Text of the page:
Robocop is awesome. Sure, there are a lot of questionable moments in the franchise, like parts of Robocop 2… and all of Robocop 3… plus the entirety of the Robocop animated series… not to mention every instant of the live-action Robocop TV series that was created to keep Orion Pictures from being sold for corporate parts in the mid 90s… but that original Paul Verhoeven flick? I can watch that all day.
Frank Miller, too, is awesome… or at least he was once. Sure, there have been a lot of questionable moments, like Holy Terror… and his film adaptation of Will Eisner’s The Spirit… and whenever he goes anywhere near a device that has an Ethernet port… but all those stories like The Dark Knight Returns, and Give Me Liberty, and Batman: Year One? Miller in the late 80s, early 90s, I can read all day.
Now, Miller famously wrote the original screenplays for Robocop 2 and Robocop 3 in the late 80s, before various studio executives and directors ripped the things apart to turn them into the respective okay and awful movies they became. And for a long time through the 90s, those screenplays were kind of legends in the comics world: Miller, working when he was at the top of his game, on a genre franchise that exploded into a classic right out of the gate.
Almost ten years ago, Avatar Press released an adaptation of Miller’s Robocop 2 screenplay, with a comic script by Two Guns writer Steven Grant, that was pretty solid as I recall, and was a hell of a lot darker than the actual movie. But that still left Miller’s Robocop 3 screenplay floating around out there. And in the meantime, Dynamite Comics got their hands on the Robocop license and put out some books that, frankly, made Robocop 2 look like Godfather 2.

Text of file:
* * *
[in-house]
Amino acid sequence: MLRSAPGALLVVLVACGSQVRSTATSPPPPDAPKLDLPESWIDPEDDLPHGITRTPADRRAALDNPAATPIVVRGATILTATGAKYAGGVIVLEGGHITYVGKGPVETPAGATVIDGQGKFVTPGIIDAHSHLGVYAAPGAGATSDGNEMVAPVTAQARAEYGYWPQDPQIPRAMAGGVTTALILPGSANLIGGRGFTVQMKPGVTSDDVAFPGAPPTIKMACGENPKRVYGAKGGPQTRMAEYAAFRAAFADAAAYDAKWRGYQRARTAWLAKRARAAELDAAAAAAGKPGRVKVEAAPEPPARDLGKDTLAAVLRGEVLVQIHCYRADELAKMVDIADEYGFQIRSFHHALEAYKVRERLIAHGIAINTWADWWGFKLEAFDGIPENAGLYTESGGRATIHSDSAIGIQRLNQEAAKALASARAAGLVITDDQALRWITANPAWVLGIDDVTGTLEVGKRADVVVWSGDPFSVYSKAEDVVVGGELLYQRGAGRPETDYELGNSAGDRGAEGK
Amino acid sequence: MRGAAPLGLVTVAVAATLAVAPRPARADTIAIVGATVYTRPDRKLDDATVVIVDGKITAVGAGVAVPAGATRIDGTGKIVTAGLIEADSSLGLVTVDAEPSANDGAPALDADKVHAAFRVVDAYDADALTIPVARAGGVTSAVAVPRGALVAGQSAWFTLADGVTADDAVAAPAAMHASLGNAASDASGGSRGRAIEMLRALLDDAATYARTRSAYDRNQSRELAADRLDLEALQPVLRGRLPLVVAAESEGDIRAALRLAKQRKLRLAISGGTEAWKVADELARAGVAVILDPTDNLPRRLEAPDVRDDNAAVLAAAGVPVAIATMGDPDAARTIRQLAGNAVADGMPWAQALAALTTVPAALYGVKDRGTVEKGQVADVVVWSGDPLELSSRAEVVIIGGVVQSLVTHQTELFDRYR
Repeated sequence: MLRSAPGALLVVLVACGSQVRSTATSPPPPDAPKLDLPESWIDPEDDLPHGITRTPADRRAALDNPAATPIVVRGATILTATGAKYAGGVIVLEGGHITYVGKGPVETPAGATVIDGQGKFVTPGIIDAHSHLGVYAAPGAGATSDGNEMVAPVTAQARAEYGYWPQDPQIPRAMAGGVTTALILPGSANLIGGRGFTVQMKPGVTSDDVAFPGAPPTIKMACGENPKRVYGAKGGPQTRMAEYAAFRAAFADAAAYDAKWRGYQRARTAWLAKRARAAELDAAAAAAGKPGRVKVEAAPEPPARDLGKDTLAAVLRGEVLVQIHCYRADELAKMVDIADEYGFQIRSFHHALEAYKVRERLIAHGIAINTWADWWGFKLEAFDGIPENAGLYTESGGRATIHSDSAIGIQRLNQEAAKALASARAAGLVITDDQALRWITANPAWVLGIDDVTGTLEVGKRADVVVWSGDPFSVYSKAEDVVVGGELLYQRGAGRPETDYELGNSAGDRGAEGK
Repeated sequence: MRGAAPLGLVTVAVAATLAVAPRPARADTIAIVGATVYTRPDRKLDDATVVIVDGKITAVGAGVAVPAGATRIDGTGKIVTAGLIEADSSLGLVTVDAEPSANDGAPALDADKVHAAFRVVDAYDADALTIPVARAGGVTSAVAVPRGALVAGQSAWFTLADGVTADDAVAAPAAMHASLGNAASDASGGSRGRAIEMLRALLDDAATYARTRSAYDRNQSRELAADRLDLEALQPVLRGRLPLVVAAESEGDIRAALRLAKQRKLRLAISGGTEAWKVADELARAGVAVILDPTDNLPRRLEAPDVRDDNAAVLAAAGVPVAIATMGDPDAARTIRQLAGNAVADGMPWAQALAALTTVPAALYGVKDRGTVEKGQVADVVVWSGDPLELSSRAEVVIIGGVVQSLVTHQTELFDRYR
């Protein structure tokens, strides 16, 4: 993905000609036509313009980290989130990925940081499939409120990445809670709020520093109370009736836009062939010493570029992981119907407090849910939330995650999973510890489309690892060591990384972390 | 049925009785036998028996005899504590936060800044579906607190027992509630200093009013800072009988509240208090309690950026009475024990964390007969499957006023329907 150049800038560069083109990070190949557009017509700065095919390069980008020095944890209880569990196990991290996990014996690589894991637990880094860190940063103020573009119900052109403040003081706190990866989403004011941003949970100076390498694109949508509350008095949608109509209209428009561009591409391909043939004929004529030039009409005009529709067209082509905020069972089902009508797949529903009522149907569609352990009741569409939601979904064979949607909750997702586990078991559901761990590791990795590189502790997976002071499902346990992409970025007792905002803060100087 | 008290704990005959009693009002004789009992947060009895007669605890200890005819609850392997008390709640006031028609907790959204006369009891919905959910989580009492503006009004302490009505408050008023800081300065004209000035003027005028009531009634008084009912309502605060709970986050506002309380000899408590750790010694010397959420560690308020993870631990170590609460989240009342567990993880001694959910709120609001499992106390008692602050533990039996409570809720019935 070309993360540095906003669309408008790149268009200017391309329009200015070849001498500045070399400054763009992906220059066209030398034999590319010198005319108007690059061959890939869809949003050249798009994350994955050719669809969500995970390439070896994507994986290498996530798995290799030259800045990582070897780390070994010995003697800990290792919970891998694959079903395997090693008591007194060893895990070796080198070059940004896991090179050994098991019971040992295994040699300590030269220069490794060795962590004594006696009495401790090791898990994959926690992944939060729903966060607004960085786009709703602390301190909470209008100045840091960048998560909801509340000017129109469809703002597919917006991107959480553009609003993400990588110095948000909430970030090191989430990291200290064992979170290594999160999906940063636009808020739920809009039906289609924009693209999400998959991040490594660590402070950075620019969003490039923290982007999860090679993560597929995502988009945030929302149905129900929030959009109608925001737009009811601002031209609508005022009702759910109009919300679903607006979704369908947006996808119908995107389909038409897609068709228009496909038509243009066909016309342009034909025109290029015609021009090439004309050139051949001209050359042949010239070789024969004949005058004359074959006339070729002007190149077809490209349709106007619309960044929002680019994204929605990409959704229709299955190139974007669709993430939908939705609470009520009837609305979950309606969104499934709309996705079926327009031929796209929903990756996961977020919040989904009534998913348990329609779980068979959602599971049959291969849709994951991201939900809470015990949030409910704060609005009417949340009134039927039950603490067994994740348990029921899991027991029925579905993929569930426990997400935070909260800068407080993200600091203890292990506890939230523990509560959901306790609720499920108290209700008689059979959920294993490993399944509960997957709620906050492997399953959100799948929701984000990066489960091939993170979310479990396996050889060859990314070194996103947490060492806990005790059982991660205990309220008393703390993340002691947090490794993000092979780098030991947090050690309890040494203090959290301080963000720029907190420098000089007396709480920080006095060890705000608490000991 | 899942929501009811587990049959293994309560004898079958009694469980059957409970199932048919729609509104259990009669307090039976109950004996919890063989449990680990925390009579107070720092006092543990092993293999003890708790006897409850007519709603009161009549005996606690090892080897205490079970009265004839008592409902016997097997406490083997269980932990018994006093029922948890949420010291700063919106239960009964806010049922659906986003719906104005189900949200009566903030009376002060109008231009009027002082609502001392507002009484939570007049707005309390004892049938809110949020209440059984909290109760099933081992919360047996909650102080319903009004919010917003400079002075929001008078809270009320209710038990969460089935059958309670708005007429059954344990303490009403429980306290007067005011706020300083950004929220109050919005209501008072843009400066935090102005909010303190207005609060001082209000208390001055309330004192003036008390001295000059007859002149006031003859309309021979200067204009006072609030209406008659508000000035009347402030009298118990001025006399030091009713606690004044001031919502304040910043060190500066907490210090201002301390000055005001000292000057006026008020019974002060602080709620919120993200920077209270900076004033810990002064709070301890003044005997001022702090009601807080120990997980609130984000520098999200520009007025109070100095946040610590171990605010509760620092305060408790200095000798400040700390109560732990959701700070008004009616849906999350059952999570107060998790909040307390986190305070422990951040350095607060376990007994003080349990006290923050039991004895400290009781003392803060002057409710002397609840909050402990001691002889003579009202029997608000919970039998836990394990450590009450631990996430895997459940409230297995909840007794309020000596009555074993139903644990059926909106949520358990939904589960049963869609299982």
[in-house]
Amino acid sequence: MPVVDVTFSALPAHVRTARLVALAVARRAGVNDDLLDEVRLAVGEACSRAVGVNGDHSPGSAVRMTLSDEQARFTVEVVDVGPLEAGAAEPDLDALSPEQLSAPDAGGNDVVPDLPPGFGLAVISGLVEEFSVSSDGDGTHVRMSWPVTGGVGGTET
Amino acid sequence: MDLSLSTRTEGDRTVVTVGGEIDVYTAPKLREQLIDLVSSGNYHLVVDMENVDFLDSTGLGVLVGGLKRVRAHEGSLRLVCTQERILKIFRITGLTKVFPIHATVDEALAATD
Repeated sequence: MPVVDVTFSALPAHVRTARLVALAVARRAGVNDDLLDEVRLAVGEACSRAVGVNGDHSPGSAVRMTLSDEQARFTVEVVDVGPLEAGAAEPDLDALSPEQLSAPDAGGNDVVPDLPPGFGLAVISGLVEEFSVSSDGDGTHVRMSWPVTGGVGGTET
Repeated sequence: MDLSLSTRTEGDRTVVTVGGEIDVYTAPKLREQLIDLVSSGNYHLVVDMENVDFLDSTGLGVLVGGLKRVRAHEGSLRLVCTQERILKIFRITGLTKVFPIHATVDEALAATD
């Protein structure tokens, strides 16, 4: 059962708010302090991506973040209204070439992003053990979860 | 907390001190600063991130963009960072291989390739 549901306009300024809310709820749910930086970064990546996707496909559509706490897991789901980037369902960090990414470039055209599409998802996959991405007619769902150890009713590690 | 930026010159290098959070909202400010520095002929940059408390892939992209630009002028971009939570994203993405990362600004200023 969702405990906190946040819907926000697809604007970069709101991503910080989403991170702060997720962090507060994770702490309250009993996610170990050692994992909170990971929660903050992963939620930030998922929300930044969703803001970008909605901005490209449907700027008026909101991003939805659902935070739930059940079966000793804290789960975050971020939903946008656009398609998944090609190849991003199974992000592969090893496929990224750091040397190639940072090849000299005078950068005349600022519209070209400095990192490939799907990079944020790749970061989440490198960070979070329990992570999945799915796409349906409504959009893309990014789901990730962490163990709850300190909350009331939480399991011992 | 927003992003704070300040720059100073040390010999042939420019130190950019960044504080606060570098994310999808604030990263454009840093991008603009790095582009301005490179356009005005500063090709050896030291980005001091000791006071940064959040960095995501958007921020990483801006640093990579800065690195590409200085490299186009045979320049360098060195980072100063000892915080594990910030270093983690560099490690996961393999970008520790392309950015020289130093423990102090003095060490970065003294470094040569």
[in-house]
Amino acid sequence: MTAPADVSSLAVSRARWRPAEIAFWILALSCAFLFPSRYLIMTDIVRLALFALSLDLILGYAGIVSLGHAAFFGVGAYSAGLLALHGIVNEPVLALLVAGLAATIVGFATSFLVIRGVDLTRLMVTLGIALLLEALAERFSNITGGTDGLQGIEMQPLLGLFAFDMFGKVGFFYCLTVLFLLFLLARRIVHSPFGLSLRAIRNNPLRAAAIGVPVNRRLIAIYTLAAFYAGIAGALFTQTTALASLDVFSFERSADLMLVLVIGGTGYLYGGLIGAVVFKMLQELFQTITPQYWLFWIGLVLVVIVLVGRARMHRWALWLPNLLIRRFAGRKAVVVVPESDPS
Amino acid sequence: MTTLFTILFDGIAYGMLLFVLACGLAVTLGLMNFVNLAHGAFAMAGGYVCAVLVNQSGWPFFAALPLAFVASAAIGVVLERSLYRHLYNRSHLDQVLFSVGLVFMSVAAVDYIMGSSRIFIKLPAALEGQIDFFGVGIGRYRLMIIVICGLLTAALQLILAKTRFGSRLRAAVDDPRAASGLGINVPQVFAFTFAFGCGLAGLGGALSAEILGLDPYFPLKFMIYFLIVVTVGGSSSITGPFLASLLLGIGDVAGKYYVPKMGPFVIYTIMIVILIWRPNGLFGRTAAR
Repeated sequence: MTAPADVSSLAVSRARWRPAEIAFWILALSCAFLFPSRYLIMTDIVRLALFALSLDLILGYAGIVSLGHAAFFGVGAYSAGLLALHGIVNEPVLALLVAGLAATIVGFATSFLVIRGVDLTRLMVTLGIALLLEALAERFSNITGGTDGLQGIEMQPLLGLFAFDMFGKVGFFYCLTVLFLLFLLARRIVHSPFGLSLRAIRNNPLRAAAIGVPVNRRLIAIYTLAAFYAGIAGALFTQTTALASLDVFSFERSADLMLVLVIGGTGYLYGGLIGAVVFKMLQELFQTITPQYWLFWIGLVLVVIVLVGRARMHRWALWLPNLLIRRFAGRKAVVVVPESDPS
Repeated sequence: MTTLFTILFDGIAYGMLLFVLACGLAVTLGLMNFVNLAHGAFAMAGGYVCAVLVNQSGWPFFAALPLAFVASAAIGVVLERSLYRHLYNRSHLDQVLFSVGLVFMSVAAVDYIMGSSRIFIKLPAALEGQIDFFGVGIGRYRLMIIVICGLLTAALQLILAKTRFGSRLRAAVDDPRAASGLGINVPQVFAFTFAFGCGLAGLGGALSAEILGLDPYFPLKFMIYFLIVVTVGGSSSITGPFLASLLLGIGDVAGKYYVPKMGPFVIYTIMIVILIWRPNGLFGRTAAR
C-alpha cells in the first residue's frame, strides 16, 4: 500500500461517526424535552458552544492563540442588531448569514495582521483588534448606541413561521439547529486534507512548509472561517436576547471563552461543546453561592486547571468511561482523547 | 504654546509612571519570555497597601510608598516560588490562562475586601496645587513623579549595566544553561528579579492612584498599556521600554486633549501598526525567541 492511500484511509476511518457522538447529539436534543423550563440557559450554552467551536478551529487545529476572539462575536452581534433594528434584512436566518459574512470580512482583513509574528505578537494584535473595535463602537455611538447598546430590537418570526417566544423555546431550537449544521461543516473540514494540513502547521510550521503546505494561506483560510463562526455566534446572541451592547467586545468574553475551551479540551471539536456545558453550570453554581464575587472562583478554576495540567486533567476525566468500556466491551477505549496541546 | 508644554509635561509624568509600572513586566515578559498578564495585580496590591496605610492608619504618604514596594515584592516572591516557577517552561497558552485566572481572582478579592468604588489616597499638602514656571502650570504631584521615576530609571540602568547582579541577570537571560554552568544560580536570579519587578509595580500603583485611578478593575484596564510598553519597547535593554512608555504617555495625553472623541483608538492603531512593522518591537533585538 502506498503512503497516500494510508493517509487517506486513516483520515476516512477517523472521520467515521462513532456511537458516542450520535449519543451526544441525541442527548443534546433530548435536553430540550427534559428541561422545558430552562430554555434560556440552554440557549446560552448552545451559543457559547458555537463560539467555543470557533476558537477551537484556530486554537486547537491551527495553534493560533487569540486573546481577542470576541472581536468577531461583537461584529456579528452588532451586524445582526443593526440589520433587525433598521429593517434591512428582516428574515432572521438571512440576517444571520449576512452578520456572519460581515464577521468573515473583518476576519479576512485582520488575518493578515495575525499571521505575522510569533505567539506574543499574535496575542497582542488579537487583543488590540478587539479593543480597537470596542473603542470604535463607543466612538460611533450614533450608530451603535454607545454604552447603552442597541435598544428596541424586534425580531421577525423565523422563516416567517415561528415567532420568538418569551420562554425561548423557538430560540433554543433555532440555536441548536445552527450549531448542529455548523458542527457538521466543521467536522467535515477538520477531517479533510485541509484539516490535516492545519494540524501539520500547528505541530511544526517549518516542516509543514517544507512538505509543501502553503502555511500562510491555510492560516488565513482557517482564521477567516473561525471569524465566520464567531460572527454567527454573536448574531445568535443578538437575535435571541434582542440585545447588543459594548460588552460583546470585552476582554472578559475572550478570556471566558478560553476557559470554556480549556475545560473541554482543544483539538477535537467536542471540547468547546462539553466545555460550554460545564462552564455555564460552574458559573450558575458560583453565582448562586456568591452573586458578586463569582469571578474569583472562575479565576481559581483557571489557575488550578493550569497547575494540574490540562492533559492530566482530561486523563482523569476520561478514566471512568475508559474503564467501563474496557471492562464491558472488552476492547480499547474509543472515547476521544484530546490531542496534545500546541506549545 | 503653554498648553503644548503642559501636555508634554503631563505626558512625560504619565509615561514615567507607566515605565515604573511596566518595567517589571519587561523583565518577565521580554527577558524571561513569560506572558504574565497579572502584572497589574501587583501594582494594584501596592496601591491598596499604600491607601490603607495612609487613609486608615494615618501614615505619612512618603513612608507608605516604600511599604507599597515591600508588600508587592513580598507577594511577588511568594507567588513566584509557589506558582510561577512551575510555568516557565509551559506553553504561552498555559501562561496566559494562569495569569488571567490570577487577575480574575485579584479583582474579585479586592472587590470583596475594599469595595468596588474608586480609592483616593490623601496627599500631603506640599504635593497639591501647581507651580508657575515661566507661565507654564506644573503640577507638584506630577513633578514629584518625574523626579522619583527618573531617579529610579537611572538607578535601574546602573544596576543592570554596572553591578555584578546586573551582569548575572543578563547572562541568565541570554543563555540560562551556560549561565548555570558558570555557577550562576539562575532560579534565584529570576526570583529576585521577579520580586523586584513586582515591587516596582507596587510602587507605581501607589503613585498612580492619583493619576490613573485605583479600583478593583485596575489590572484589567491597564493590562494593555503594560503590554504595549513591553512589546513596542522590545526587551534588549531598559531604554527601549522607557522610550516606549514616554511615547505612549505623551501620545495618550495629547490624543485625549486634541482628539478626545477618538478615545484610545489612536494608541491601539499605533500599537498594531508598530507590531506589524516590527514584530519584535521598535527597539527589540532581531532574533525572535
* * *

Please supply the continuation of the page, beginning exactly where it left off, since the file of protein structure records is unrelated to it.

However, the license has now moved to Boom Studios, who has put the band back together with Robocop: Last Stand, an adaptation of Miller’s Robocop 3 screenplay again adapted to comics by Steven Grant. So we’ve got an 80s Robocop story based on an 80s story by Frank Miller. On paper, it’s everything I ever wanted when I was 20 years old… but the question is: is it a classic like I always hoped? Or is it another wretchedly disappointing Robocop comic like every one I’ve read since we started this Web site?
The answer is… neither, really. But it is pretty damn good